Mollie Ruben wins Outstanding Graduate Student Award

Congratulations to Mollie Ruben, a fifth-year graduate student in our Social/Personality area, who was recently honored with the University’s Outstanding Graduate Student Award.

The Outstanding Graduate Student Awards are presented annually by the Graduate and Student Government and the Office of the Provost, to honor exceptional students for their significant contributions and accomplishments in teaching, research, community service, or experiential learning.  The awards were established to confer honor upon individuals, who, by their contributions to their field and the community, have brought recognition to themselves and the University. They are highly competitive, and winners are given both a certificate and a monetary award. Mollie received the Research Award in Humanities, Social and Behavioral Sciences

In order to be considered for the Research Award, students must demonstrate ability to conduct original research at Northeastern University, evidence of scholarly contributions to literature, and research effectiveness in a manner that substantially exceeds the normal expectations for a graduate student.

Mollie’s research for which she was recognized focuses on nonverbal communication and interpersonal sensitivity. She describes her work as follows:

We make both quick and deliberate judgments of others on a daily basis. What is a stranger’s gender, race, ethnicity, age, socioeconomic status, or even sexual orientation? We also make inferences about what other people are thinking or feeling, what their current mood, emotion, or state is, and what their dispositions or traits are from brief slices of behavior. How a stranger or acquaintance responds in one situation guides our larger social categorization judgments and trait judgments of them. These judgments are for the most part adaptive because they allow us to quickly categorize people or infer characteristics about others, making sense of the world, without much cognitive strain or intention, and more likely than not, they tend to guide our accurate judgments of others, as accuracy on these types of judgments tends to be above guessing levels.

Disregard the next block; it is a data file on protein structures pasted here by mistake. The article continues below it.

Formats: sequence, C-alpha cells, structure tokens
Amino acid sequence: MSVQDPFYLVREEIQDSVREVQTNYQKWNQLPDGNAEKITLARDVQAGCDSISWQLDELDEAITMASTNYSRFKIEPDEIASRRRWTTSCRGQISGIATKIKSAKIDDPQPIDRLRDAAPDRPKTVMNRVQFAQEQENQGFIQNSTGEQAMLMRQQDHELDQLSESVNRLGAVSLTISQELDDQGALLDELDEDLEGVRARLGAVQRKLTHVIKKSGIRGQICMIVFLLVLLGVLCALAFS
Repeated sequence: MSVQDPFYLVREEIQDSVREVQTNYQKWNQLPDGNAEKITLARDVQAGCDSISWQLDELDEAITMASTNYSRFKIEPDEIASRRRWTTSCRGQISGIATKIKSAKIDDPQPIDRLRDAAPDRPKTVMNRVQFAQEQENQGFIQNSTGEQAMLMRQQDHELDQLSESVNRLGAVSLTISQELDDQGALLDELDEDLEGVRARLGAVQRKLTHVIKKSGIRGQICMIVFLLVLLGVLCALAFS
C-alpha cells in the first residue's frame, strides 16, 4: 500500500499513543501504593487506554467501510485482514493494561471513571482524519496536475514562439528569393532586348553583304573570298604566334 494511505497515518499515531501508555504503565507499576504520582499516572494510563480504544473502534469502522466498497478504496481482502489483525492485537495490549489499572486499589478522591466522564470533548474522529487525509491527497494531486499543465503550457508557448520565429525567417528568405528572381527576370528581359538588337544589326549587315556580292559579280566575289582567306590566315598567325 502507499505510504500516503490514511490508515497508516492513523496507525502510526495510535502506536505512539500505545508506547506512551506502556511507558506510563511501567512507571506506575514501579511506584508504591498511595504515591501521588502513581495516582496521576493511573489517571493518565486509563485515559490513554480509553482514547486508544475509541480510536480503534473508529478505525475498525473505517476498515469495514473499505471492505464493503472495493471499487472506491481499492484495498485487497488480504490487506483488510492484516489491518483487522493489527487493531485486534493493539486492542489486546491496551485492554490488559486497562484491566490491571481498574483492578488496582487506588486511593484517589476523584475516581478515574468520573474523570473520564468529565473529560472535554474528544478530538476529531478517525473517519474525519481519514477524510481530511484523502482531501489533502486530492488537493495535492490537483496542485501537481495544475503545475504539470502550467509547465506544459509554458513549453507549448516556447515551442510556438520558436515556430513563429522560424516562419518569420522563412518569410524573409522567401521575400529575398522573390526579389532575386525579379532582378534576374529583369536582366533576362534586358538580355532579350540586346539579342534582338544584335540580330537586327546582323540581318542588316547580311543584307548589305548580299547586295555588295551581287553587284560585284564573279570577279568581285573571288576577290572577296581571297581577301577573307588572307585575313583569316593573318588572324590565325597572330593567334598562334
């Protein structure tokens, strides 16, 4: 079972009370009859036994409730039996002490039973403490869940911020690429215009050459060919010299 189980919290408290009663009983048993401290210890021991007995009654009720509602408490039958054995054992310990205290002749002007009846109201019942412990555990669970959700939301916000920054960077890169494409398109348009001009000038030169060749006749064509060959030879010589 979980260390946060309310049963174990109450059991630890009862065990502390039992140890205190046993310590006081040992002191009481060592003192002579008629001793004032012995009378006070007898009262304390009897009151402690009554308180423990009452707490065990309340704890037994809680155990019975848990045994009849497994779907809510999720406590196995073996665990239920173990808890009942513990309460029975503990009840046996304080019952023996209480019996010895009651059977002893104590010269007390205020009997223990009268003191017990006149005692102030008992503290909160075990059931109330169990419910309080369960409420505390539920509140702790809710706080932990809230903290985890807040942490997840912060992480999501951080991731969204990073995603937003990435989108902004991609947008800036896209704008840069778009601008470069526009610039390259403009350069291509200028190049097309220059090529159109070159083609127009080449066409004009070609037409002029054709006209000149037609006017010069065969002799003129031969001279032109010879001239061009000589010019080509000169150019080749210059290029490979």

My general research interests involve the accurate judgment of others and what characteristics and personality traits make a judge more or less accurate. More specifically, I am interested in judgments of others’ affect, sexual orientation, personality, and physical pain and how nonverbal behaviors play a crucial role in accurately judging another person. 

I am also interested in patients’ experiences of physical pain and how psychosocial factors can impact and possibly ameliorate physical pain. Specifically, I research how patients’ perception of physical pain can be altered through provider communication and also accuracy at judging physical pain and affective experience. 

Well done, Mollie!